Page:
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I have a scoped guard object factory that returns a shared_ptr to a guard that I want to hold on to for the duration of my scope.

The factory Create method declaration is:

virtual boost::shared_ptr<GenericGuard> Create() const = 0;

My question is - is it better to write:

boost::shared_ptr<SelectorGenericGuard> guard = factory->Create();


const boost::shared_ptr<SelectorGenericGuard>& guard = factory->Create();

The first version can/may/will create a copy of the shared_ptr and so can/may/will cause additional reference counter incrementations - the second is clearly less readable and I can't make my mind as to what my "default" should be - all things considered readability is usually my favorite and I'd like to hear what others think.

Or should I maybe just use auto_ptr (unique_ptr in the future) here and use the first more readable form for free? (the only downside here is using auto_ptr ;) )

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No sane implementation will actually ever perform a copy during copy initialization. The two will be equivalent in performance. The latter, of course, will prevent you from modifying the value, in particular, you won't be able to reset the pointer to dismiss the guard early. – avakar Jul 24 '14 at 13:27

It is quite likely both would result in exactly the same code:

  1. This binds the return value to a constant reference.
    Theoretical overhead without optimization: One reference more memory, additional indirection on access.
    Practically: Overhead optimized away under the as-if rule.

    const boost::shared_ptr<SelectorGenericGuard>& guard = factory->Create();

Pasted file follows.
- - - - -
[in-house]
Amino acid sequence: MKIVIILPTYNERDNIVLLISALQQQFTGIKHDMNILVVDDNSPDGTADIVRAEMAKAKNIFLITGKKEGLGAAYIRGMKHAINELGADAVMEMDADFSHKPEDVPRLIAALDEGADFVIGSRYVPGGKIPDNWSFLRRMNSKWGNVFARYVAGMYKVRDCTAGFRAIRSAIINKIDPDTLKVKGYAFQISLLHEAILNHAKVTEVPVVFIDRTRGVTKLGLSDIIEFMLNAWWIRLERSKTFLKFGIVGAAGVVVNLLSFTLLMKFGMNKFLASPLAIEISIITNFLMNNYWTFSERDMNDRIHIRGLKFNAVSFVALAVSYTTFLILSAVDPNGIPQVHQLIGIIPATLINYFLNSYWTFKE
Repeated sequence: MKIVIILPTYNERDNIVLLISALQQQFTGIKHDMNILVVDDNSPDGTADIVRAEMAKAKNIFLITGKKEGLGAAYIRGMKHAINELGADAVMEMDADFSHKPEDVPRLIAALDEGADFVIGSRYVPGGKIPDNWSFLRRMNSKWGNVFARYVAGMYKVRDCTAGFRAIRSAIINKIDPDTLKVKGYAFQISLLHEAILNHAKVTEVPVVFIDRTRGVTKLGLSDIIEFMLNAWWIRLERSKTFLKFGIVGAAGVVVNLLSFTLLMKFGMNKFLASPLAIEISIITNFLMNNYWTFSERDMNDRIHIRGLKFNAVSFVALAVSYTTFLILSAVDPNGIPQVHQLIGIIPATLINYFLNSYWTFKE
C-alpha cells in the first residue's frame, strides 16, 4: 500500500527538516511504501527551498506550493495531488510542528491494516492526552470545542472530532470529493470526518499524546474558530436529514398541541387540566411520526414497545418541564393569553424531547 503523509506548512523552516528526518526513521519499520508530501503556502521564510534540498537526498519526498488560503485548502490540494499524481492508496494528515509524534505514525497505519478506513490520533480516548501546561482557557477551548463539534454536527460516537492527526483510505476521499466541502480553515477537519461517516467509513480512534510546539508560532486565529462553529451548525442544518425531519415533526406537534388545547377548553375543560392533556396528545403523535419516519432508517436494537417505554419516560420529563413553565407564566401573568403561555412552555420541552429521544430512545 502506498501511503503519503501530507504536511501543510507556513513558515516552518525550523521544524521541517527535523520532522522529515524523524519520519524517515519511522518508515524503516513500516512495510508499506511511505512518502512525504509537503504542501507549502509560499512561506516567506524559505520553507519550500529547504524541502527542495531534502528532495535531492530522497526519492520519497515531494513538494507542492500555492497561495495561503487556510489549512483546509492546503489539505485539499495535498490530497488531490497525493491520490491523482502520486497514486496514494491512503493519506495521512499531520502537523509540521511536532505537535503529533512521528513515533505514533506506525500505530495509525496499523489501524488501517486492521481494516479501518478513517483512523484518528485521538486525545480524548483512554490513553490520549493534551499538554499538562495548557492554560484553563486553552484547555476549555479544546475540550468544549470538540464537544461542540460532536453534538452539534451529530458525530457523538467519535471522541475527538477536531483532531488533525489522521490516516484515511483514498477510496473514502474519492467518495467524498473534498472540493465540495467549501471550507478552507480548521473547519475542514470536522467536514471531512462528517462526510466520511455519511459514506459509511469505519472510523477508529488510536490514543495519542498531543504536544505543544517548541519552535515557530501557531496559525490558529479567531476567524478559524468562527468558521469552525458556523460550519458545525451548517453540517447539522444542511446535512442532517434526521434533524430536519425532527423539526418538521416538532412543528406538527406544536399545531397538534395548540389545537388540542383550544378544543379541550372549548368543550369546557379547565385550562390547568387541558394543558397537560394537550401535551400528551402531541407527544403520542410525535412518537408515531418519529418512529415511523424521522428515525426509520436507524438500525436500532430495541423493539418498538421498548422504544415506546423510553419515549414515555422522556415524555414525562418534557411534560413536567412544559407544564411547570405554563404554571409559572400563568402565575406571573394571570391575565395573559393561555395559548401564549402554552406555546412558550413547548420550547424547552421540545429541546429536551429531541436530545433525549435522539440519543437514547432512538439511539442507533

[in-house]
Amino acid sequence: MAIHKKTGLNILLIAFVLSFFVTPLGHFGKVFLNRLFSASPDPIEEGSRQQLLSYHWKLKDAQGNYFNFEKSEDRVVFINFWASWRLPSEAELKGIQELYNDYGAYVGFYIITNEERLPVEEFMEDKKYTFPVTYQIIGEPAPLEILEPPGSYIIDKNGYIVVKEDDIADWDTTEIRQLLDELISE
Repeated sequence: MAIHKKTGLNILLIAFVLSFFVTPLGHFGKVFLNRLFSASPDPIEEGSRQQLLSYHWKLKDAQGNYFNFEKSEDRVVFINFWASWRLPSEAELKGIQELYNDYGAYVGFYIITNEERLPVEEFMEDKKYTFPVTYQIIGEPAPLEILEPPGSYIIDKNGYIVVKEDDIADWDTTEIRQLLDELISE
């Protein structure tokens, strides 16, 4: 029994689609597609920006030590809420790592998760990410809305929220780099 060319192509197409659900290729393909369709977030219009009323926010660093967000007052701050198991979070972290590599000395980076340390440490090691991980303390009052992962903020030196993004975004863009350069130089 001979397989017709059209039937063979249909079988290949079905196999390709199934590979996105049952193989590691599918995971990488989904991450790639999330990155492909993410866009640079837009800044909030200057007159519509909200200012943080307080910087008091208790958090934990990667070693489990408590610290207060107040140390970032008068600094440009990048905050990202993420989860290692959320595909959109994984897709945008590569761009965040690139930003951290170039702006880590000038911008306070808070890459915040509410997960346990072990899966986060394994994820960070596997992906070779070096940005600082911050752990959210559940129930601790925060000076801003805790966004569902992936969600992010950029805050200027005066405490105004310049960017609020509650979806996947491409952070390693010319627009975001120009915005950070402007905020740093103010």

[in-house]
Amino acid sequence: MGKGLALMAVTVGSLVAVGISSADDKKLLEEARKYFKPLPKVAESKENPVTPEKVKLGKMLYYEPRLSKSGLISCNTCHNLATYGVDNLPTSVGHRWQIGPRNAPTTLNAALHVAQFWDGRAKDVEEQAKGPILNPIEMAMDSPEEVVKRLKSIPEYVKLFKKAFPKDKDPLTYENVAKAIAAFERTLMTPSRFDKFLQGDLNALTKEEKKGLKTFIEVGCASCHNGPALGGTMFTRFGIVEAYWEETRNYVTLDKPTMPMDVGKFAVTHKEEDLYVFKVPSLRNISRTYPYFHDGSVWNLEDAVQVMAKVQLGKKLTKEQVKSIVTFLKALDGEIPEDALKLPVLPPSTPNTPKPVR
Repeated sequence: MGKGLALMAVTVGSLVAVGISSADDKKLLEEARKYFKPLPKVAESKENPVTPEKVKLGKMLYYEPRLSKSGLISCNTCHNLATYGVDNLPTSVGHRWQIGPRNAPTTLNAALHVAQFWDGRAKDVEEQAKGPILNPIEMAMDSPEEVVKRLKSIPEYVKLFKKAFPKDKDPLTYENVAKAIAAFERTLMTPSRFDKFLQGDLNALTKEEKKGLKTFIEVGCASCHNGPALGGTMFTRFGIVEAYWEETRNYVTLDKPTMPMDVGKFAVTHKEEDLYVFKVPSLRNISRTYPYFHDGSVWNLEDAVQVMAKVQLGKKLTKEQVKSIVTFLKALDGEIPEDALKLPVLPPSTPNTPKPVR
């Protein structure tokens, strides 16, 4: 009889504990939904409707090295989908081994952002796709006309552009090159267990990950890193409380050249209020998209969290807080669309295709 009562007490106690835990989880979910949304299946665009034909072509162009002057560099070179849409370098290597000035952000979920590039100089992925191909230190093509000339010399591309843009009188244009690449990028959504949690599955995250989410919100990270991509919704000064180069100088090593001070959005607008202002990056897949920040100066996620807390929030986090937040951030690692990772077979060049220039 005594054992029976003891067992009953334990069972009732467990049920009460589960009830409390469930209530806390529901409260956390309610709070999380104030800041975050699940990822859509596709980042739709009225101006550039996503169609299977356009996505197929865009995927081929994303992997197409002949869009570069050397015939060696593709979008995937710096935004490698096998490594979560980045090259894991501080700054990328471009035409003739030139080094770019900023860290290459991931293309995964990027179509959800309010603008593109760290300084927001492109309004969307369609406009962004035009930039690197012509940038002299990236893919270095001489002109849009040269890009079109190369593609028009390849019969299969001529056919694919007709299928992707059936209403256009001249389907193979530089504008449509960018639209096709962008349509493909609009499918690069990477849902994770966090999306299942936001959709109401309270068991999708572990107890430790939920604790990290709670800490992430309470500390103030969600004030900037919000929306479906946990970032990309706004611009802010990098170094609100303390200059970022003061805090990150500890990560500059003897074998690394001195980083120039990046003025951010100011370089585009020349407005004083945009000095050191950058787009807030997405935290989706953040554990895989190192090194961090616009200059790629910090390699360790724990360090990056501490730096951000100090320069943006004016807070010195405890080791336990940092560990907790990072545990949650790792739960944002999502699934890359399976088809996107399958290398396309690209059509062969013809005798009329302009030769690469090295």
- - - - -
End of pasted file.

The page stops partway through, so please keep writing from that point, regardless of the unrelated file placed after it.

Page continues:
2. This saves the return value by initializing a variable.
    Theoretical overhead without optimization: One move and one dtor
    Practically: Overhead optimized away under the copy-ellision rule (exception to as-if rule).
    Added danger: Optimization only possible if the types match exactly.

    boost::shared_ptr<SelectorGenericGuard> guard = factory->Create();
  3. Same as 2, but no possibility of type-mismatch and shorter (my preferred option):

    auto guard = factory->Create();

Regarding auto_ptr:
Always prefer unique_ptr.
Be aware of the pitfalls if you cannot: Move semantics where copy is written, thus failure of standard algorithms and containers. Consider defining your own not copyable version, and do explicit moves everywhere needed. Keep it out of the ABI though, for later replacement: Function arguments (and exception types).

Regarding unique_ptr: If you can do so, a unique_ptr is preferable to shared_ptr due to reduced (speak: no) overhead.

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Thanks - I wish I could use auto... :) – RnR Jul 24 '14 at 13:39
do you have decltype? Or too old compiler? – Deduplicator Jul 24 '14 at 13:40
Too old compiler and it's likely to stay this way for a while. – RnR Jul 24 '14 at 13:41
As to your edit - it seems you agree that a shared_ptr is a better choice for now then auto_ptr right? – RnR Jul 24 '14 at 13:43
No, prefer auto_ptr to shared_ptr due to overhead. Or maybe use a custom scoped_ptr which is unique_ptr without move semantics, and swap that out whenever you can (be sure you will be able to replace it whenever without breaking binary compatibility). Thus, never use your homebrew thing as exception type or function argument, and make sure it has the same layout as unique_ptr. – Deduplicator Jul 24 '14 at 13:46

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